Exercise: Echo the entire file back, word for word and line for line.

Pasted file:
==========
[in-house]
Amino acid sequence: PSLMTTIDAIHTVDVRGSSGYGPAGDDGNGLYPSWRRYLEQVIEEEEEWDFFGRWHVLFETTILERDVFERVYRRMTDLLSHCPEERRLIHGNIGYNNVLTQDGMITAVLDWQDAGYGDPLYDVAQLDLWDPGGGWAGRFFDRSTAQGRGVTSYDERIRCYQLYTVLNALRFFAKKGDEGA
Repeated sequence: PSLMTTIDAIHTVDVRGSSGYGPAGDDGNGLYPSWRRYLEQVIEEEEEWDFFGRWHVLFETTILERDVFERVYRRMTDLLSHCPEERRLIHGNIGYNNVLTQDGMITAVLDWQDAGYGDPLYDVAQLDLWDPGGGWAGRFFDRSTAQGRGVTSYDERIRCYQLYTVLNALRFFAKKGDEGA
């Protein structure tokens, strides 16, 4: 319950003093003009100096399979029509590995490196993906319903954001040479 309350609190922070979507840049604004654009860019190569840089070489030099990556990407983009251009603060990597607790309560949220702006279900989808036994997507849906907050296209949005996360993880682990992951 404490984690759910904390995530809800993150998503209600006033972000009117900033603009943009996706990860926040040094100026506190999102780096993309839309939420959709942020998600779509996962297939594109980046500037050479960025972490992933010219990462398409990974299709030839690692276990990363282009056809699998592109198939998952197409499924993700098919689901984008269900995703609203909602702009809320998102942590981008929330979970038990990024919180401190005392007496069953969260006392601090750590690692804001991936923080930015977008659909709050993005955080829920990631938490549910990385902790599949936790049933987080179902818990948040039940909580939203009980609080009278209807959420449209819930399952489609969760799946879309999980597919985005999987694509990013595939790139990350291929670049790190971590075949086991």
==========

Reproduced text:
[in-house]
Amino acid sequence: PSLMTTIDAIHTVDVRGSSGYGPAGDDGNGLYPSWRRYLEQVIEEEEEWDFFGRWHVLFETTILERDVFERVYRRMTDLLSHCPEERRLIHGNIGYNNVLTQDGMITAVLDWQDAGYGDPLYDVAQLDLWDPGGGWAGRFFDRSTAQGRGVTSYDERIRCYQLYTVLNALRFFAKKGDEGA
Repeated sequence: PSLMTTIDAIHTVDVRGSSGYGPAGDDGNGLYPSWRRYLEQVIEEEEEWDFFGRWHVLFETTILERDVFERVYRRMTDLLSHCPEERRLIHGNIGYNNVLTQDGMITAVLDWQDAGYGDPLYDVAQLDLWDPGGGWAGRFFDRSTAQGRGVTSYDERIRCYQLYTVLNALRFFAKKGDEGA
């Protein structure tokens, strides 16, 4: 319950003093003009100096399979029509590995490196993906319903954001040479 309350609190922070979507840049604004654009860019190569840089070489030099990556990407983009251009603060990597607790309560949220702006279900989808036994997507849906907050296209949005996360993880682990992951 404490984690759910904390995530809800993150998503209600006033972000009117900033603009943009996706990860926040040094100026506190999102780096993309839309939420959709942020998600779509996962297939594109980046500037050479960025972490992933010219990462398409990974299709030839690692276990990363282009056809699998592109198939998952197409499924993700098919689901984008269900995703609203909602702009809320998102942590981008929330979970038990990024919180401190005392007496069953969260006392601090750590690692804001991936923080930015977008659909709050993005955080829920990631938490549910990385902790599949936790049933987080179902818990948040039940909580939203009980609080009278209807959420449209819930399952489609969760799946879309999980597919985005999987694509990013595939790139990350291929670049790190971590075949086991």